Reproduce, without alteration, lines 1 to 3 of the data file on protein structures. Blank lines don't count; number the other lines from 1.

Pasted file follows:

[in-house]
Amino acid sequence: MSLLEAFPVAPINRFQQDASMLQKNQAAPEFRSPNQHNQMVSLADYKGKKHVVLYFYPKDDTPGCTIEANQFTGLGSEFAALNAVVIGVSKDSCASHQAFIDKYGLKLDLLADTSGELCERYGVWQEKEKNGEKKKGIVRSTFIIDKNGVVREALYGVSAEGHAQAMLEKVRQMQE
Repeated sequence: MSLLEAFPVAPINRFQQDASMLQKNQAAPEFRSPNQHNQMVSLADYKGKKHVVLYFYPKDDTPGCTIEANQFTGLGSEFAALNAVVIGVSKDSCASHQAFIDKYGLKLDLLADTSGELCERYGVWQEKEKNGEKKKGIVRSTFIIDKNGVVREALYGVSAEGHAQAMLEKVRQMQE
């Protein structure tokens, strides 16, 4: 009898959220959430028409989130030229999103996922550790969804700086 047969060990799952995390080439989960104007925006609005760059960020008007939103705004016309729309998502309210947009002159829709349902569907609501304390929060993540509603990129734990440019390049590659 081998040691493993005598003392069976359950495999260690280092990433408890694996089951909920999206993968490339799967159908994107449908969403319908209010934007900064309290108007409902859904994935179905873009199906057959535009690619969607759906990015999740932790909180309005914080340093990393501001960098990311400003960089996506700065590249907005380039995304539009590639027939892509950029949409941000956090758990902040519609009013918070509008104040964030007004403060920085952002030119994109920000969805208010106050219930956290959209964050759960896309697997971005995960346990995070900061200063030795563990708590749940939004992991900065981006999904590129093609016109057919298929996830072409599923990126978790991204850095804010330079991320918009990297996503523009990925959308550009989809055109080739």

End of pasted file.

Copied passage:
[in-house]
Amino acid sequence: MSLLEAFPVAPINRFQQDASMLQKNQAAPEFRSPNQHNQMVSLADYKGKKHVVLYFYPKDDTPGCTIEANQFTGLGSEFAALNAVVIGVSKDSCASHQAFIDKYGLKLDLLADTSGELCERYGVWQEKEKNGEKKKGIVRSTFIIDKNGVVREALYGVSAEGHAQAMLEKVRQMQE
Repeated sequence: MSLLEAFPVAPINRFQQDASMLQKNQAAPEFRSPNQHNQMVSLADYKGKKHVVLYFYPKDDTPGCTIEANQFTGLGSEFAALNAVVIGVSKDSCASHQAFIDKYGLKLDLLADTSGELCERYGVWQEKEKNGEKKKGIVRSTFIIDKNGVVREALYGVSAEGHAQAMLEKVRQMQE